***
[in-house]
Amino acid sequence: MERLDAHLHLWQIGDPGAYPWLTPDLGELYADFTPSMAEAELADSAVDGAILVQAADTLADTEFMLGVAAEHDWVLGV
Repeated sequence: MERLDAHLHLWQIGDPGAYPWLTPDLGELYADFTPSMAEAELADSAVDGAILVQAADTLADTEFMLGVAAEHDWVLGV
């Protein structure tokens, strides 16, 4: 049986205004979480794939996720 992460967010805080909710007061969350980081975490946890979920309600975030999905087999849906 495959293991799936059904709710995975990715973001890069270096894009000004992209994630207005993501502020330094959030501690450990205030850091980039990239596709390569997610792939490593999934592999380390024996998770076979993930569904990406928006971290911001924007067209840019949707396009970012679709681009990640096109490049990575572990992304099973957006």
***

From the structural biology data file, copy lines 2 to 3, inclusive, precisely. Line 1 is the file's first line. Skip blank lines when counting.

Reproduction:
Amino acid sequence: MERLDAHLHLWQIGDPGAYPWLTPDLGELYADFTPSMAEAELADSAVDGAILVQAADTLADTEFMLGVAAEHDWVLGV
Repeated sequence: MERLDAHLHLWQIGDPGAYPWLTPDLGELYADFTPSMAEAELADSAVDGAILVQAADTLADTEFMLGVAAEHDWVLGV